Endothelial cells

Activation of endothelial cells by CD40L (e.g. from activated platelets) leads to reactive oxygen species production, as well as chemokine and cytokine production, and expression of adhesion molecules such as E-selectin, ICAM-1, and VCAM-1. This inflammatory reaction in endothelial cells promotes recruitment of leukocytes to lesions and may potentially promote atherogenesis.[3] CD40L has shown to be a potential biomarker for atherosclerotic instability.[4]

Interactions

CD154 has been shown to interact with RNF128.[5]

References

  1. ^ "Entrez Gene: CD40LG CD40 ligand (TNF superfamily, member 5, hyper-IgM syndrome)". 
  2. ^ Schönbeck U, Libby P (January 2001). "The CD40/CD154 receptor/ligand dyad". Cell. Mol. Life Sci. 58 (1): 4–43. PMID 11229815. doi:10.1007/PL00000776. 
  3. ^ Szmitko PE, Wang CH, Weisel RD, de Almeida JR, Anderson TJ, Verma S (October 2003). "New markers of inflammation and endothelial cell activation: Part I". Circulation 108 (16): 1917–23. PMID 14568885. doi:10.1161/01.CIR.0000089190.95415.9F. 
  4. ^ Wang JH, Zhang YW, Zhang P, Deng BQ, Ding S, Wang ZK, Wu T, Wang J. (March 2013). "CD40 ligand as a potential biomarker for atherosclerotic instability.". Neurol Res. 35 (7): 693–700. PMID 23561892. doi:10.1179/1743132813Y.0000000190. 
  5. ^ Lineberry NB, Su LL, Lin JT, Coffey GP, Seroogy CM, Fathman CG (Aug 2008). "Cutting Edge: The Transmembrane E3 Ligase GRAIL Ubiquitinates the Costimulatory Molecule CD40 Ligand during the Induction of T Cell Anergy". J. Immunol. 181 (3): 1622–6. PMC 2853377. PMID 18641297. doi:10.4049/jimmunol.181.3.1622.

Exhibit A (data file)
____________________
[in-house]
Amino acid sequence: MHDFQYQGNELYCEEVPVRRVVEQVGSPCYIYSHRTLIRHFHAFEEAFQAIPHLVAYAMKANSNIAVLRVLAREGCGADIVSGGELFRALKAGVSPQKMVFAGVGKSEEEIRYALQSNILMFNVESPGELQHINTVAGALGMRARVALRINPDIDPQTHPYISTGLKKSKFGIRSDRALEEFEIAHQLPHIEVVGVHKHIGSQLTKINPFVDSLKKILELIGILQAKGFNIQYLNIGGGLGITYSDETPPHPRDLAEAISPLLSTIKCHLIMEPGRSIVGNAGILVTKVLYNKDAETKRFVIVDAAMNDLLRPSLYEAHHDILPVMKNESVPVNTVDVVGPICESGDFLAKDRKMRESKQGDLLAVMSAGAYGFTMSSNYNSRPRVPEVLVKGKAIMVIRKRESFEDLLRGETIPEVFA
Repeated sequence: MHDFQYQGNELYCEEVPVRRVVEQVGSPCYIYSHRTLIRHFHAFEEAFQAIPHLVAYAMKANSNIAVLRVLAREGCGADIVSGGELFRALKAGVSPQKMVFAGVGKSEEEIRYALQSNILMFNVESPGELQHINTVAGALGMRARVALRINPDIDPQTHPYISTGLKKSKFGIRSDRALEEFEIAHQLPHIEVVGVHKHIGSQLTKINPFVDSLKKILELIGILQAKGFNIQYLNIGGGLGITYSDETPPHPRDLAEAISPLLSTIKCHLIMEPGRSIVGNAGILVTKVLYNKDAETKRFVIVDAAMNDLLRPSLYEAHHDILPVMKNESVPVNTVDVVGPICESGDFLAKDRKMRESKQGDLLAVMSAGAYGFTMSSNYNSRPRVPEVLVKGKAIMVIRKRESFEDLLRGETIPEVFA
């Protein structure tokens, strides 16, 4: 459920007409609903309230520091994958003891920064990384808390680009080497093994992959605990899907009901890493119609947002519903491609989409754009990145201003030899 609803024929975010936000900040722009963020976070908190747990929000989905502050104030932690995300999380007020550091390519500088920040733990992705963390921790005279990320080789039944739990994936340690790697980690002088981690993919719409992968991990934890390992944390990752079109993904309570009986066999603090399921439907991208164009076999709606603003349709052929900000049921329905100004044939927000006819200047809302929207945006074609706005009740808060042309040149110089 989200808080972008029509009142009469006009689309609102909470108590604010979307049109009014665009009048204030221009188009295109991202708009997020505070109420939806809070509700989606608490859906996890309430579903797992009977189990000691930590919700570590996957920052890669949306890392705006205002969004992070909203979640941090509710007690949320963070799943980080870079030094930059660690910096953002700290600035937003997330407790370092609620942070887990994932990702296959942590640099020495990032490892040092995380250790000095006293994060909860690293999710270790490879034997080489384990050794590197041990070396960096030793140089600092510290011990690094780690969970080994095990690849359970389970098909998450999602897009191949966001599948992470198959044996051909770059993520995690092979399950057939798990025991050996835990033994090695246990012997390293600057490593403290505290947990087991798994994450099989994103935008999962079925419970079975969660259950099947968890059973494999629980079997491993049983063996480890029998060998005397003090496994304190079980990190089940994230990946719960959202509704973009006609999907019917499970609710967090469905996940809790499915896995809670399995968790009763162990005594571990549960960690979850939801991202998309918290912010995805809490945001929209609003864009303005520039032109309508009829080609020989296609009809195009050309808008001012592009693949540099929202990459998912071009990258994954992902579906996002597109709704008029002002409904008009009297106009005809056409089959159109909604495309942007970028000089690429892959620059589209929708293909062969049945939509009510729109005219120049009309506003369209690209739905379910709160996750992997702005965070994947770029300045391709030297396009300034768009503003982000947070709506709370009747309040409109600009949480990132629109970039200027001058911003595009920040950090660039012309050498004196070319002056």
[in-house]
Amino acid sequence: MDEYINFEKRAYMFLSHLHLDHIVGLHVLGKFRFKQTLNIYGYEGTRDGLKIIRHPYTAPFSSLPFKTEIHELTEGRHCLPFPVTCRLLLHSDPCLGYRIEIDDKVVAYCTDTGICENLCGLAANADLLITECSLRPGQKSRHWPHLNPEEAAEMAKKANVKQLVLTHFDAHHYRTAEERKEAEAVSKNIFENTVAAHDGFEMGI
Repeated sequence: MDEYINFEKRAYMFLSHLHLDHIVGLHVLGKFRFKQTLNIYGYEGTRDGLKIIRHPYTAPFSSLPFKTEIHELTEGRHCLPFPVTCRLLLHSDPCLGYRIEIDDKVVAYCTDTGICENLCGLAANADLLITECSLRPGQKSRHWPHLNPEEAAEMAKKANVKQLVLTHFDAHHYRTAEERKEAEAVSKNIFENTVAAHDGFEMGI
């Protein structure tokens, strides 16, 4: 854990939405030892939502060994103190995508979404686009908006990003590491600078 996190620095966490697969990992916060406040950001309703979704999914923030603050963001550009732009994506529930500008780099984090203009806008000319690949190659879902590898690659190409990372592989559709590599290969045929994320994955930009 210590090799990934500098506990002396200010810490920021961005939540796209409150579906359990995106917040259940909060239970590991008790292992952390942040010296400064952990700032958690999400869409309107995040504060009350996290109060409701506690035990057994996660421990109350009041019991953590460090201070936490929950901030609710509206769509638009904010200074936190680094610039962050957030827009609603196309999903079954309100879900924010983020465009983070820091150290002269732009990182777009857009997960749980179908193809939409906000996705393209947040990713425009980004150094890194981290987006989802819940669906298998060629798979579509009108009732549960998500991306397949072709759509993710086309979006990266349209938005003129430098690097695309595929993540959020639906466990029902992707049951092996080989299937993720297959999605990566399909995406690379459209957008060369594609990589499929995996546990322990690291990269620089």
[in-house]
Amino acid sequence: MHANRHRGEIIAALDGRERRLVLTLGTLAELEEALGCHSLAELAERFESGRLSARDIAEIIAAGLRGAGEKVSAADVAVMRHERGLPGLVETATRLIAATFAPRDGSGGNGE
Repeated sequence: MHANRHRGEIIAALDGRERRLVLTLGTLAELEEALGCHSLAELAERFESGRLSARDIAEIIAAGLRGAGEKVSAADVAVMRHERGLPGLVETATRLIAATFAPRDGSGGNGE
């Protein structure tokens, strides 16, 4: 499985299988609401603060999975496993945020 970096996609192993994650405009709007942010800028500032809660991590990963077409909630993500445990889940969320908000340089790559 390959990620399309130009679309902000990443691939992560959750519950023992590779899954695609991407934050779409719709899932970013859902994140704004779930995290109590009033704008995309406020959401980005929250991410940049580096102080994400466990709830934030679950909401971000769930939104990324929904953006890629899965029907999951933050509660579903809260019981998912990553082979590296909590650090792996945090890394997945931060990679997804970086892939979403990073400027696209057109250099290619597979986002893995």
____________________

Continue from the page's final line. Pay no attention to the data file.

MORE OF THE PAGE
External links

Further reading

  • Parham, Peter (2004). The Immune System (2nd ed.). Garland Science. pp. 169–173. ISBN 0-8153-4093-1. 
  • Tong AW, Stone MJ (1997). "CD40 and the effect of anti-CD40-binding on human multiple myeloma clonogenicity". Leuk. Lymphoma 21 (1–2): 1–8. PMID 8907262. doi:10.3109/10428199609067572. 
  • van Kooten C, Banchereau J (2000). "CD40-CD40 ligand". J. Leukoc. Biol. 67 (1): 2–17. PMID 10647992. 
  • Schattner EJ (2003). "CD40 ligand in CLL pathogenesis and therapy". Leuk. Lymphoma 37 (5–6): 461–72. PMID 11042507. doi:10.3109/10428190009058499. 
  • Bhushan A, Covey LR (2002). "CD40:CD40L interactions in X-linked and non-X-linked hyper-IgM syndromes". Immunol. Res. 24 (3): 311–24. PMID 11817328. doi:10.1385/IR:24:3:311. 
  • Cheng G, Schoenberger SP (2002). "CD40 signaling and autoimmunity". Curr. Dir. Autoimmun. Current Directions in Autoimmunity 5: 51–61. ISBN 3-8055-7308-1. PMID 11826760. doi:10.1159/000060547. 
  • Subauste CS (2002). "CD154 and type-1 cytokine response: from hyper IgM syndrome to human immunodeficiency virus infection". J. Infect. Dis. 185 Suppl 1: S83–9. PMID 11865444. doi:10.1086/338003. 
  • Kornbluth RS (2003). "An expanding role for CD40L and other tumor necrosis factor superfamily ligands in HIV infection". J. Hematother. Stem Cell Res. 11 (5): 787–801. PMID 12427285. doi:10.1089/152581602760404595. 
  • Xu Y, Song G (2005). "The role of CD40-CD154 interaction in cell immunoregulation". J. Biomed. Sci. 11 (4): 426–38. PMID 15153777. doi:10.1159/000077892.